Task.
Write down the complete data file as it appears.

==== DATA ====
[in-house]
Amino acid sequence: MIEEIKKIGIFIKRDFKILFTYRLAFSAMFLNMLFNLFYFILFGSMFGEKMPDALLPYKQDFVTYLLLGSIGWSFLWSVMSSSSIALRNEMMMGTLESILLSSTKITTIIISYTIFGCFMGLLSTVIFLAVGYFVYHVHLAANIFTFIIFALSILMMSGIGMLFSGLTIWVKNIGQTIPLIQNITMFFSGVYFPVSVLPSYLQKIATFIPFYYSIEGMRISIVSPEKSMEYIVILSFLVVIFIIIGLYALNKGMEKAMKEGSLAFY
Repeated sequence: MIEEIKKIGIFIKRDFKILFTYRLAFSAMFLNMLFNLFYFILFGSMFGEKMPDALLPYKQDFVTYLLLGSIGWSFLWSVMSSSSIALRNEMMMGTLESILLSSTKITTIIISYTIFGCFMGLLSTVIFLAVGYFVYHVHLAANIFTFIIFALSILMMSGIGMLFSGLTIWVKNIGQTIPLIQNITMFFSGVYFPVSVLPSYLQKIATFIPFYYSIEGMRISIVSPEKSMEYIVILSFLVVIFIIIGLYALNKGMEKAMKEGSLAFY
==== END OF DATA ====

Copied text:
[in-house]
Amino acid sequence: MIEEIKKIGIFIKRDFKILFTYRLAFSAMFLNMLFNLFYFILFGSMFGEKMPDALLPYKQDFVTYLLLGSIGWSFLWSVMSSSSIALRNEMMMGTLESILLSSTKITTIIISYTIFGCFMGLLSTVIFLAVGYFVYHVHLAANIFTFIIFALSILMMSGIGMLFSGLTIWVKNIGQTIPLIQNITMFFSGVYFPVSVLPSYLQKIATFIPFYYSIEGMRISIVSPEKSMEYIVILSFLVVIFIIIGLYALNKGMEKAMKEGSLAFY
Repeated sequence: MIEEIKKIGIFIKRDFKILFTYRLAFSAMFLNMLFNLFYFILFGSMFGEKMPDALLPYKQDFVTYLLLGSIGWSFLWSVMSSSSIALRNEMMMGTLESILLSSTKITTIIISYTIFGCFMGLLSTVIFLAVGYFVYHVHLAANIFTFIIFALSILMMSGIGMLFSGLTIWVKNIGQTIPLIQNITMFFSGVYFPVSVLPSYLQKIATFIPFYYSIEGMRISIVSPEKSMEYIVILSFLVVIFIIIGLYALNKGMEKAMKEGSLAFY